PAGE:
Everyone at Bungaree Primary School’s 150th birthday celebrations had one thing in common – memories of the school across the many generations of pupils who have passed through its gates.
There were plenty of Triggs, Griggs and Linsdells on the weekend’s roll call representing some of the biggest families from the local community over the past 150 years, each with multiple generations of students having been educated at the small school.
The 28 current pupils conducted school tours for visitors, learning much about the school’s past from those who were there before them.
About 400 people attended throughout the day, with a highlight being the roll call of past and present pupils – the oldest surviving pupils are now 94 and almost 91.
Bungaree Historical Society’s Colin Boyd was school council president and secretary while his children, including son Heath, were at the school in the 1970s and 1980s.
His granddaughter Sophie graduated from the school last year and Holly is in grade five. “It’s always been a great school offering a good education and early groundings,” he said.
Heath, who was a pupil from 1979 to 1986 and is now on school council, said one of his first memories of the school was seeing another boy get the strap.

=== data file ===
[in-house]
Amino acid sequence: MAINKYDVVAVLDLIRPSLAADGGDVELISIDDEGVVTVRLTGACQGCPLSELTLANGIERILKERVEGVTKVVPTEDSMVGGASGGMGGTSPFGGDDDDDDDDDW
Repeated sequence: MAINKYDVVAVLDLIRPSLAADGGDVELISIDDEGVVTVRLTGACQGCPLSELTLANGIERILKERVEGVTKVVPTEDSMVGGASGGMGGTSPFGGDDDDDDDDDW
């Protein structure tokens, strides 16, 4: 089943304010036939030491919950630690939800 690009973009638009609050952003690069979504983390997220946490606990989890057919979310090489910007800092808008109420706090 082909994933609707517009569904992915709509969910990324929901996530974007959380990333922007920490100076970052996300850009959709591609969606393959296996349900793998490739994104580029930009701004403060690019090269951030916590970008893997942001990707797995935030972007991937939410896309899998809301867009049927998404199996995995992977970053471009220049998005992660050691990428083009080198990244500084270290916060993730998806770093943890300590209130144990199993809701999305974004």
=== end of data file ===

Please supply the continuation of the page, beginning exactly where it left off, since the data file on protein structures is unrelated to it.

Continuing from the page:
“It was the last year of corporal punishment and I would have been in prep, but seeing that put me on the straight and narrow and made sure i behaved,” he said.
That strap was on display along with other artefacts from the school’s history and school photos as far back as 1900. Many remarks were made how the fashions and hairstyles had changed over the decades.
Principal Catherine Barnes said strong family ties had been one of the hallmarks of the school, with many of the same surnames showing up in the enrolments generation after generation.
“The focus is on generations of conversations to celebrate past, present and future families,” Ms Barnes said.
David Grigg, 90, is one of the oldest students and remembered how most children walked or rode horses to school.
“There was a pony paddock. Plenty of children rode three to five miles to school, and one brother and sister even had a pony and gig (cart). My four cousins and I walked the mile or so.”